Cultural Caring in Nursing Practice
The population of the U.S. is multicultural, as it consists of numerous minorities, the amount of which grows constantly. Still, the diversity is not so vivid among the nurses. Thus, they are to care of the representatives of various cultures different from theirs. As currently this issue attracted the attention of a number of specialists, the author targeted at the evaluation of their works. She wanted to sum up the information gained from the studies and provide decent considerations for the professionals to utilize them in their work. In other words, the purpose of the article is to examine previous qualitative researchers connected with the cultural gap using meta-synthesis. Coffman questions the preparedness of the nurses to deal with the increasingly multicultural patient. Such concerns occur because the specialists are to satisfy the needs of the consumers, and it cannot be properly done if they do not understand and consider cultural peculiarities. To be more precise, the author concentrates on:
Connection with the patient what is the way the nurses communicate with their clients?
Cultural understanding what do the nurses know about the peculiarities of their patients culture?
Consumers within the family framework what influence do the relatives have on the clients health and care?
Culturally sensitive care do the nurses realize the importance of of their patients?
Socioeconomic status how is the socioeconomic diversity connected with culture and in what way does it influence healthcare?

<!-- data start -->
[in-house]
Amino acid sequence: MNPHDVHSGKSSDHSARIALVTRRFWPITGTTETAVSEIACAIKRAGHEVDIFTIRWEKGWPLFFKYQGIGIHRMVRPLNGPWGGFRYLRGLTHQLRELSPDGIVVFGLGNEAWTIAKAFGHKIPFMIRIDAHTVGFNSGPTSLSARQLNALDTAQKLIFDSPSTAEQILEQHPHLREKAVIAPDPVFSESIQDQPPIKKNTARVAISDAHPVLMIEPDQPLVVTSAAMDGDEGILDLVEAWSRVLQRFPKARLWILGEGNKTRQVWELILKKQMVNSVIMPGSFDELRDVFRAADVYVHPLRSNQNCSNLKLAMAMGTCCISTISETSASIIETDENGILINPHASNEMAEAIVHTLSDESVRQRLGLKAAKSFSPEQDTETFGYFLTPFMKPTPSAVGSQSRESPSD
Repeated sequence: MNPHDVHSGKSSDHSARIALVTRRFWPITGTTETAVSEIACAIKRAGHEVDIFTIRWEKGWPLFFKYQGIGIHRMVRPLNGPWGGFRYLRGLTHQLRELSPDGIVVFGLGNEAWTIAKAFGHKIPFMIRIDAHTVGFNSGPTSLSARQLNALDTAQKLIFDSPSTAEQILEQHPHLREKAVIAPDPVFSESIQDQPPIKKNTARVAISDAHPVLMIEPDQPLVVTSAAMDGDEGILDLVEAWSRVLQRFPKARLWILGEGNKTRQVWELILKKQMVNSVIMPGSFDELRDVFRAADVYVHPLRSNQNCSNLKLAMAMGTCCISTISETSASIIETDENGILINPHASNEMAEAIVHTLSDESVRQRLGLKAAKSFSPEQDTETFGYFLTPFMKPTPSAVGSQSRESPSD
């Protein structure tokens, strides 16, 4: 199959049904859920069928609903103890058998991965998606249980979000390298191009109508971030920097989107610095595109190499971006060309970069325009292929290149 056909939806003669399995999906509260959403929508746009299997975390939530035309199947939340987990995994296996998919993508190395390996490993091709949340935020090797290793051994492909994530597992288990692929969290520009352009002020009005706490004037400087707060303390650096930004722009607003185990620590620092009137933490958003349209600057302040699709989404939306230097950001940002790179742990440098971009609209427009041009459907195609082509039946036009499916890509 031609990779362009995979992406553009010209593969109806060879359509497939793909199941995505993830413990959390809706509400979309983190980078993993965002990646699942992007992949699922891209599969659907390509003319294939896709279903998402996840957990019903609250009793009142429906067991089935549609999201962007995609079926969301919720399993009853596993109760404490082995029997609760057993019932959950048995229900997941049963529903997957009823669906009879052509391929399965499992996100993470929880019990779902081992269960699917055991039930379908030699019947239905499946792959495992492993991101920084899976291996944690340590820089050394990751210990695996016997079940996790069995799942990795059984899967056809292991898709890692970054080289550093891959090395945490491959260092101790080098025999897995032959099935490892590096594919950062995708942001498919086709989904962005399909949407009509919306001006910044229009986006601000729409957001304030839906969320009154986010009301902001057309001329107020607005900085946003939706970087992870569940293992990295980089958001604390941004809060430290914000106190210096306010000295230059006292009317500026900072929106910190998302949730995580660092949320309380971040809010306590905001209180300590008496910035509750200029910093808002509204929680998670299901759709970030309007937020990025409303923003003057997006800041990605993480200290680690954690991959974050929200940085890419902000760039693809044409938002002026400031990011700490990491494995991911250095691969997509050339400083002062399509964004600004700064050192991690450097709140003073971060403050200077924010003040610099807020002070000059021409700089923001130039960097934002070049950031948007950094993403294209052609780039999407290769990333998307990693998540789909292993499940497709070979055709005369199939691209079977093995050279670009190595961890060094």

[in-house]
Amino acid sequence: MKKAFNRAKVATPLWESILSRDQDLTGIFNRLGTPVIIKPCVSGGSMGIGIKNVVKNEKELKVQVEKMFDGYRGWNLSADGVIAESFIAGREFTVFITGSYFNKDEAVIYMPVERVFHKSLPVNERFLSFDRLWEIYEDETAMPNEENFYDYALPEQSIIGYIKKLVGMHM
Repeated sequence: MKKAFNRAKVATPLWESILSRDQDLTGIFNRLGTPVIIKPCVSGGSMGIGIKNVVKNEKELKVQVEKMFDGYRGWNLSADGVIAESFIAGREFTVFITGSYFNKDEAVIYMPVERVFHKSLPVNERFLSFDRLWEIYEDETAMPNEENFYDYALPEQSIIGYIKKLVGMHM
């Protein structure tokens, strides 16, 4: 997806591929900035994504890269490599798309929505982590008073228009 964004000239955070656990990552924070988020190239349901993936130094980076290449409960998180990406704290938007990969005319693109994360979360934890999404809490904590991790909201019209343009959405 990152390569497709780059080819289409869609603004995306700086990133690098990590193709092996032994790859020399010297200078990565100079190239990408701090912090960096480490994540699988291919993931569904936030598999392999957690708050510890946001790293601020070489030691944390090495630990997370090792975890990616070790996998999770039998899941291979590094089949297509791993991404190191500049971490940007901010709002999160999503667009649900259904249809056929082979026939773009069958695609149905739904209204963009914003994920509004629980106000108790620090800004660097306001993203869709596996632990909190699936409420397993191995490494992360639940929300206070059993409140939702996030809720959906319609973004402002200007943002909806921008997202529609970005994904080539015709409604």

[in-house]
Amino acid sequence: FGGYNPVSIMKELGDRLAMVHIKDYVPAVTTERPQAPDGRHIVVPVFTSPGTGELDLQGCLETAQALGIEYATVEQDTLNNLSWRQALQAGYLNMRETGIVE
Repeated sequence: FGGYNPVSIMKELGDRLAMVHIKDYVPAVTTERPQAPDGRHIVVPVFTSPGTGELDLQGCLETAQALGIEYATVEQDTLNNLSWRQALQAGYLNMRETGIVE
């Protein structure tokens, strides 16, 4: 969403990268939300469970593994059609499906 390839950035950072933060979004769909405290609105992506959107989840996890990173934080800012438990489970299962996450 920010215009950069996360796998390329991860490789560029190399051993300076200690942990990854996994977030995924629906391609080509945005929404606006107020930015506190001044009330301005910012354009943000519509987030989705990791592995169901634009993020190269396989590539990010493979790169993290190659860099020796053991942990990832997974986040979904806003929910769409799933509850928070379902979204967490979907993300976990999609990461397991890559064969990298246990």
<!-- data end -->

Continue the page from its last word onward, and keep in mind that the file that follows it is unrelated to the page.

Non-judgmental attitude do the biases influence care for the patients?
The sample used in the research occurred to be a number of articles (13 items) that discussed the nurses experiences in delivering health care to the patients from different cultures.
In the study, Coffman evaluated qualitative researches through the meta-synthesis. In particular, a was utilized by the author. It is connected with both ethnography and interpretation, which means that the issue was analyzed regarding cultural peculiarities and explained at the same time. This process was conducted in seven steps:
selecting the topic of the future research;
locating a sample;
searching for the literature and conducting a review;
finding out the relation between ideas and concepts;
comparing and contrasting the sources;
clustering the data together;
finalizing the findings.
The literature chosen for the research included the articles that were dealing with the similar issues and could be compared. From the very beginning, there were two inclusion criteria: the study was to be concentrated on the health care providers who deal with clients from various cultures, and it was to be qualitative. Thus, several databases were used to find appropriate articles, including Medline and ERIC. Keywords used in the literature search were: culture, cultural bias, minority, cultural competence, experiences, as well as providers, nurses, clinicians, physicians, therapists, health care professionals and socials workers (Coffman, 2004, p. 100). Initially, the author selected 18 articles to use them in the research. But then the exclusion criteria were chosen. They were the health care providers (only nurses), the methods used (observation was not enough), location (only the U.S.), number of participants (from 7 to 767), information about the ethnicity (regarding both patients and nurses), study settings (hospitals, clinics and community health settings) (Coffman, 2004, p. 101).
The quantitative data gained from the articles while comparing them was presented in tables to be easily perceived and interpreted. They included the key metaphors, phrases, idea, themes and concepts (Coffman, 2004, p. 100). While working with the main themes mentioned in the articles, the author gathered them identifying whether they can be compared directly or need to be contrasted due to the range of distinctions. Initially, Coffman identified more than 10 categories but then used only 6 and integrated them into the table. These were